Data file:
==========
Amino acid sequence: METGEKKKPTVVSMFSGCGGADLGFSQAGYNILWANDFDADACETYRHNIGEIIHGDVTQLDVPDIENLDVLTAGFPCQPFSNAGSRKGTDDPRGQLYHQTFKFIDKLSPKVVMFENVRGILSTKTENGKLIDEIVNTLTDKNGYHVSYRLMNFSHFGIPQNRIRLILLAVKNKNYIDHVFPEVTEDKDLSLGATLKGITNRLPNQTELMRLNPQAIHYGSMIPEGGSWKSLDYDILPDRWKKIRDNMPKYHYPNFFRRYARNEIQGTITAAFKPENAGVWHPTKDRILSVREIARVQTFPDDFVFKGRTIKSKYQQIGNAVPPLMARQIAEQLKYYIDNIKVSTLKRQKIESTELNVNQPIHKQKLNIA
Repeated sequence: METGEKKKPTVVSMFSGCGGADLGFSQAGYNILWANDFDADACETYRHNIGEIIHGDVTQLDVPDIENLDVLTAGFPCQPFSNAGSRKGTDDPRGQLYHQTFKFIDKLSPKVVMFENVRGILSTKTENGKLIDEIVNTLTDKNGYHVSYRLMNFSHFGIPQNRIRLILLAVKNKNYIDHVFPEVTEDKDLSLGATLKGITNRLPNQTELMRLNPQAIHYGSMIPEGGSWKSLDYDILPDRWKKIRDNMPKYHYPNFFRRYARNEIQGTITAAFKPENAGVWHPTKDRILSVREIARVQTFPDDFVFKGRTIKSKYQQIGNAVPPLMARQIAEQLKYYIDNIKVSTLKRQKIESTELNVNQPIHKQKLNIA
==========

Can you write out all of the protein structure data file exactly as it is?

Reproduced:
Amino acid sequence: METGEKKKPTVVSMFSGCGGADLGFSQAGYNILWANDFDADACETYRHNIGEIIHGDVTQLDVPDIENLDVLTAGFPCQPFSNAGSRKGTDDPRGQLYHQTFKFIDKLSPKVVMFENVRGILSTKTENGKLIDEIVNTLTDKNGYHVSYRLMNFSHFGIPQNRIRLILLAVKNKNYIDHVFPEVTEDKDLSLGATLKGITNRLPNQTELMRLNPQAIHYGSMIPEGGSWKSLDYDILPDRWKKIRDNMPKYHYPNFFRRYARNEIQGTITAAFKPENAGVWHPTKDRILSVREIARVQTFPDDFVFKGRTIKSKYQQIGNAVPPLMARQIAEQLKYYIDNIKVSTLKRQKIESTELNVNQPIHKQKLNIA
Repeated sequence: METGEKKKPTVVSMFSGCGGADLGFSQAGYNILWANDFDADACETYRHNIGEIIHGDVTQLDVPDIENLDVLTAGFPCQPFSNAGSRKGTDDPRGQLYHQTFKFIDKLSPKVVMFENVRGILSTKTENGKLIDEIVNTLTDKNGYHVSYRLMNFSHFGIPQNRIRLILLAVKNKNYIDHVFPEVTEDKDLSLGATLKGITNRLPNQTELMRLNPQAIHYGSMIPEGGSWKSLDYDILPDRWKKIRDNMPKYHYPNFFRRYARNEIQGTITAAFKPENAGVWHPTKDRILSVREIARVQTFPDDFVFKGRTIKSKYQQIGNAVPPLMARQIAEQLKYYIDNIKVSTLKRQKIESTELNVNQPIHKQKLNIA